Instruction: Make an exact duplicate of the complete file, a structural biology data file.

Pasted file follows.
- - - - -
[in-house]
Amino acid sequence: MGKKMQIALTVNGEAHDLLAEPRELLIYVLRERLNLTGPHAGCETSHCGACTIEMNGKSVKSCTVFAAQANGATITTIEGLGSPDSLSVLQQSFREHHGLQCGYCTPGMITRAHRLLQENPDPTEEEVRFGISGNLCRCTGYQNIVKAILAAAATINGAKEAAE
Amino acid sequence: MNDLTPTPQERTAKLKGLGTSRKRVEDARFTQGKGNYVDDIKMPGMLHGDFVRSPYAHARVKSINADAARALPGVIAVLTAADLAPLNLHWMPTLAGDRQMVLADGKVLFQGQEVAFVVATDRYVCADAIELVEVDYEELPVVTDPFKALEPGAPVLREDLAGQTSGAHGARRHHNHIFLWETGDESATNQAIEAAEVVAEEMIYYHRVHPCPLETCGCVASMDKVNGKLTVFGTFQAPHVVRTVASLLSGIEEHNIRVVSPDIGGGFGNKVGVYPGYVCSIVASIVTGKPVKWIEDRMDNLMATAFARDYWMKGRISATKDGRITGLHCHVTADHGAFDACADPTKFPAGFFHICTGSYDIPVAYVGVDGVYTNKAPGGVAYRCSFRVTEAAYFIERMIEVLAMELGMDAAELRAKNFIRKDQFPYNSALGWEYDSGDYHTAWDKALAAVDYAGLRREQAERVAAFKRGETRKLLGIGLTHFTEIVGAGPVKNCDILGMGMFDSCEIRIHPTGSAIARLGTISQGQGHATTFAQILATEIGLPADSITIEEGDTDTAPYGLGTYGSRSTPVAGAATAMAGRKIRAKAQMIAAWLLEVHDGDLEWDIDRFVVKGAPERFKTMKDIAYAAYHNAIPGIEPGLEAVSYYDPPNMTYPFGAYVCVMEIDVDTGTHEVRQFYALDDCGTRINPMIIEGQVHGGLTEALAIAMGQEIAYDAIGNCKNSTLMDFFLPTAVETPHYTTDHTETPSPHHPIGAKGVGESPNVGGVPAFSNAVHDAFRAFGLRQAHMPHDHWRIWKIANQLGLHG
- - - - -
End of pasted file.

[in-house]
Amino acid sequence: MGKKMQIALTVNGEAHDLLAEPRELLIYVLRERLNLTGPHAGCETSHCGACTIEMNGKSVKSCTVFAAQANGATITTIEGLGSPDSLSVLQQSFREHHGLQCGYCTPGMITRAHRLLQENPDPTEEEVRFGISGNLCRCTGYQNIVKAILAAAATINGAKEAAE
Amino acid sequence: MNDLTPTPQERTAKLKGLGTSRKRVEDARFTQGKGNYVDDIKMPGMLHGDFVRSPYAHARVKSINADAARALPGVIAVLTAADLAPLNLHWMPTLAGDRQMVLADGKVLFQGQEVAFVVATDRYVCADAIELVEVDYEELPVVTDPFKALEPGAPVLREDLAGQTSGAHGARRHHNHIFLWETGDESATNQAIEAAEVVAEEMIYYHRVHPCPLETCGCVASMDKVNGKLTVFGTFQAPHVVRTVASLLSGIEEHNIRVVSPDIGGGFGNKVGVYPGYVCSIVASIVTGKPVKWIEDRMDNLMATAFARDYWMKGRISATKDGRITGLHCHVTADHGAFDACADPTKFPAGFFHICTGSYDIPVAYVGVDGVYTNKAPGGVAYRCSFRVTEAAYFIERMIEVLAMELGMDAAELRAKNFIRKDQFPYNSALGWEYDSGDYHTAWDKALAAVDYAGLRREQAERVAAFKRGETRKLLGIGLTHFTEIVGAGPVKNCDILGMGMFDSCEIRIHPTGSAIARLGTISQGQGHATTFAQILATEIGLPADSITIEEGDTDTAPYGLGTYGSRSTPVAGAATAMAGRKIRAKAQMIAAWLLEVHDGDLEWDIDRFVVKGAPERFKTMKDIAYAAYHNAIPGIEPGLEAVSYYDPPNMTYPFGAYVCVMEIDVDTGTHEVRQFYALDDCGTRINPMIIEGQVHGGLTEALAIAMGQEIAYDAIGNCKNSTLMDFFLPTAVETPHYTTDHTETPSPHHPIGAKGVGESPNVGGVPAFSNAVHDAFRAFGLRQAHMPHDHWRIWKIANQLGLHG